Starting a Co-op: Self Assessment
This simple Self-Assessment Tool can be a great resource when you are considering starting a co-op. It helps you focus on some of the most important questions you need to ask yourself about whether you are ready to start a co-op. The Self-Assessment Tool is attached as a word doc. From the introduction to the document:
This is a self-assessment in the truest sense. You won’t be asked to score a number of questions, total your score and then be told where you fit on an arbitrary scale that purports to measure temperament, attitudes or motivations. Rather, it’s an opportunity to reflect, talk to friends and family and potential members of your co-op. Starting any business requires taking risk. Eighty percent of small businesses fail. There are many reasons for failure including, poor planning, being overly optimistic, lack of adequate investment and cash, poor cost control, personal illness and plain bad luck.
Co-operatives generally fare better and have twice the survival rate – 40 percent.1 This is significantly better than other business models (sole proprietorship, partnership, and corporation), but it still means over half of start-up co-ops fail. Some of the reasons for the better survival rate for co-ops include more cautious and thoughtful decision-making, the emotional support members provide each other, pooling resources and talents, and support from other co-ops and federations. Like any good business, a co-op requires an excellent business plan, sufficient start-up capital, and the tenacity of its founders. There will be long hours, many meetings, and low pay in the start-up phase. And, there will also be break throughs, exciting developments and the internal reward of accomplishing something important to you and your community.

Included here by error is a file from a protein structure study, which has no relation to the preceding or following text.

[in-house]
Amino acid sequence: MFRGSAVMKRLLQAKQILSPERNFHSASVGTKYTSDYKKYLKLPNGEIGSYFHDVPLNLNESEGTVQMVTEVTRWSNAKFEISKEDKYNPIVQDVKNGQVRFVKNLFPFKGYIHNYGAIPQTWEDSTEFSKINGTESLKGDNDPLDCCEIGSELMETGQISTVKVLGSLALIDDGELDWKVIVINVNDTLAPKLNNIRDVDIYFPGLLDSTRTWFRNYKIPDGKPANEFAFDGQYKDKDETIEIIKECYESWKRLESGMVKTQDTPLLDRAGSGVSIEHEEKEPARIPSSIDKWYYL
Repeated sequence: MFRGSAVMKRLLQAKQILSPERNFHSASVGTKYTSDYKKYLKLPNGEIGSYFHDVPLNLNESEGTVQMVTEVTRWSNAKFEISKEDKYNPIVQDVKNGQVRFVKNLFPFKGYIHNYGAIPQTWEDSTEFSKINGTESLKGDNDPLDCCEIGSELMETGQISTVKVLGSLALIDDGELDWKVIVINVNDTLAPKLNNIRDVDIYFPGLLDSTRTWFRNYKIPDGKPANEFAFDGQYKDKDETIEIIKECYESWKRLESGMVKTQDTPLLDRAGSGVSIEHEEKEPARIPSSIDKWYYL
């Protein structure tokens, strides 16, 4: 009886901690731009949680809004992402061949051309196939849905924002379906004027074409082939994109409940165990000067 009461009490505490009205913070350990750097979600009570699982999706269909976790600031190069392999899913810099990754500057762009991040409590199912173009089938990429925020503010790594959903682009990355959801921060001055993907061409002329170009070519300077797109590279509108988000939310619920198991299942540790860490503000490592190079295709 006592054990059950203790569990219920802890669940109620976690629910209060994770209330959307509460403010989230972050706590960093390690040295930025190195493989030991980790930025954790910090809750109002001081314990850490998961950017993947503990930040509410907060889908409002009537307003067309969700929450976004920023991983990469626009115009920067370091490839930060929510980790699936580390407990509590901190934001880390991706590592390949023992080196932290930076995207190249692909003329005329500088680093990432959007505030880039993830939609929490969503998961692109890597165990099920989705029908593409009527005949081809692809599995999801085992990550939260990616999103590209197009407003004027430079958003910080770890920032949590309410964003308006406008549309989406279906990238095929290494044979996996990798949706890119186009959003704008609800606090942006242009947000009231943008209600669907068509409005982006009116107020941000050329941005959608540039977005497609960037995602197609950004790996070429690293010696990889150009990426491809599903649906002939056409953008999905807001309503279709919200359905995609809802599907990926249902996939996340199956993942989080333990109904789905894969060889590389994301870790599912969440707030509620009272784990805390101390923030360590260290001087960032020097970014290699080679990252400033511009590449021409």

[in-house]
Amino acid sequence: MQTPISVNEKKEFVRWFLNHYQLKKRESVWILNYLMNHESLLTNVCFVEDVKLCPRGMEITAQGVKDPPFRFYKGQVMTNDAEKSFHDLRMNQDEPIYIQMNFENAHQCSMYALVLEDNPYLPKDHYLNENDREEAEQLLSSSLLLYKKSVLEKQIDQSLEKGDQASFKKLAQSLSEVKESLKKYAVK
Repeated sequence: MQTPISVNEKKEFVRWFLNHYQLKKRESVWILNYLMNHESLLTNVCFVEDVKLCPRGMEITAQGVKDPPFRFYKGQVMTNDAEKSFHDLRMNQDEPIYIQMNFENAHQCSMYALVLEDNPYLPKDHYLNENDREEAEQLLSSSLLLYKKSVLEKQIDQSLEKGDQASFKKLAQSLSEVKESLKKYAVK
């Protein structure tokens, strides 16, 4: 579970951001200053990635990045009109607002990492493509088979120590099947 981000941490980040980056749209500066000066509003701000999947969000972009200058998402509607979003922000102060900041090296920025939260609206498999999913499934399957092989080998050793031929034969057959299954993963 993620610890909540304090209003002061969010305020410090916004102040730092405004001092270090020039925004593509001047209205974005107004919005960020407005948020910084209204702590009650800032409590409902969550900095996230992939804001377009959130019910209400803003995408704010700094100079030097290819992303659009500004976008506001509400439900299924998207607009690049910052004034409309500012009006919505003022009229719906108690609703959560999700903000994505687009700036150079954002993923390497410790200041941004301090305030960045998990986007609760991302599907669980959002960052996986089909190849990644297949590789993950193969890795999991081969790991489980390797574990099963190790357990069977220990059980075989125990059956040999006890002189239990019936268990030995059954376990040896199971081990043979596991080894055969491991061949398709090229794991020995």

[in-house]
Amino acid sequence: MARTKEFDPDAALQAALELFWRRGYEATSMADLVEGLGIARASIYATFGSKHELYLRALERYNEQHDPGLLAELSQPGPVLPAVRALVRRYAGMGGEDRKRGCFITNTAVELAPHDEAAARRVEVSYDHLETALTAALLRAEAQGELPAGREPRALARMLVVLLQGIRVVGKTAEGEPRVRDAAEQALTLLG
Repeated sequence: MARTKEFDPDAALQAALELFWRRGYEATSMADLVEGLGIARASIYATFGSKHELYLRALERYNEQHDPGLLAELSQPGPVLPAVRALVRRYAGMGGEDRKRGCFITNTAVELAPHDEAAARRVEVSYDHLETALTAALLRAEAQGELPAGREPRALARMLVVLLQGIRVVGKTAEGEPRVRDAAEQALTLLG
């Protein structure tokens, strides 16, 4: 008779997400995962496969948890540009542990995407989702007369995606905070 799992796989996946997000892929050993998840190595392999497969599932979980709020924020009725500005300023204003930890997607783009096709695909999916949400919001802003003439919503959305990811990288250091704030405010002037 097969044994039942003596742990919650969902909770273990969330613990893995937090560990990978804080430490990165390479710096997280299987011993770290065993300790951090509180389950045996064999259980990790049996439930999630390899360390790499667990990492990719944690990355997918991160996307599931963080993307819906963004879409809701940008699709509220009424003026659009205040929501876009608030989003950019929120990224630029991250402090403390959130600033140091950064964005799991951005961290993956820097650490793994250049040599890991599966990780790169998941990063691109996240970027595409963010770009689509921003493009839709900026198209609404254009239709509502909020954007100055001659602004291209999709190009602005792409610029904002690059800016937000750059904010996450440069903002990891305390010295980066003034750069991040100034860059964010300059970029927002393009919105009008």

While many co-ops are profitable businesses, this is not their main goal. If you want to start a business “to get rich quick” (or slowly for that matter), a co-op business is not the right choice. If you want to work together with others to fulfill a collective need – say for meaningful work, housing, childcare, good food, joint marketing or purchasing, or filling any other gap in your community – then a co-op may be the right choice. The main difference between a co-op business and a regular company is democracy. This is both the strength and potential weakness of the co-op structure. It’s a strength because it offers people (members) more control over their lives and the potential for making better decisions collectively than individually. It’s a weakness because democratic decision-making requires more time, more discussion, and the ability to listen and even change one’s mind. This doesn’t mean that every little decision has to be made by the group. Usually, only longterm policies are determined this way, while day-to-day business operations are clearly assigned to various people, just like any business. A co-op is for you if you enjoy working together with other people, you have the interpersonal skills and patience to co-operatively find creative solutions and feel okay with managing conflicts.